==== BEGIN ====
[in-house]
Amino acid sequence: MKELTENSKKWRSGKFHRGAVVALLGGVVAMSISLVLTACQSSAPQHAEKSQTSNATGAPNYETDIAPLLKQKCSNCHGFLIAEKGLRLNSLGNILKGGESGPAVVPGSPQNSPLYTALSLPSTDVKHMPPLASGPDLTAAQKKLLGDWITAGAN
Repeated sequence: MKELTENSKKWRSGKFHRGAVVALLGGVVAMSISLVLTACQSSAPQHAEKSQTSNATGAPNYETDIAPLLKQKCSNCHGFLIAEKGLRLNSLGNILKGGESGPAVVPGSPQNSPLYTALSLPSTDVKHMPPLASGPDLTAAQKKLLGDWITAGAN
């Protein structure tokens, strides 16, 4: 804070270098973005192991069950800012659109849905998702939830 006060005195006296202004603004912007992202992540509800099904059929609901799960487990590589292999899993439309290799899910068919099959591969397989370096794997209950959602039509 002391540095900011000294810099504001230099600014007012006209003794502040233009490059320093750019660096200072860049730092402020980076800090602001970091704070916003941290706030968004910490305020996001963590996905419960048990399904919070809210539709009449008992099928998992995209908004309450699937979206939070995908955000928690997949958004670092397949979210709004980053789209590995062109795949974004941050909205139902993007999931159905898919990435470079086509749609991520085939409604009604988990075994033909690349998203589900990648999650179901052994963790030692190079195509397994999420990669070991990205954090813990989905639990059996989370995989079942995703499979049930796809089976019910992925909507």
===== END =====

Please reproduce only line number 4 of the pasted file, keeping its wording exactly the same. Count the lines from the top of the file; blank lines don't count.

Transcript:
């Protein structure tokens, strides 16, 4: 804070270098973005192991069950800012659109849905998702939830 006060005195006296202004603004912007992202992540509800099904059929609901799960487990590589292999899993439309290799899910068919099959591969397989370096794997209950959602039509 002391540095900011000294810099504001230099600014007012006209003794502040233009490059320093750019660096200072860049730092402020980076800090602001970091704070916003941290706030968004910490305020996001963590996905419960048990399904919070809210539709009449008992099928998992995209908004309450699937979206939070995908955000928690997949958004670092397949979210709004980053789209590995062109795949974004941050909205139902993007999931159905898919990435470079086509749609991520085939409604009604988990075994033909690349998203589900990648999650179901052994963790030692190079195509397994999420990669070991990205954090813990989905639990059996989370995989079942995703499979049930796809089976019910992925909507």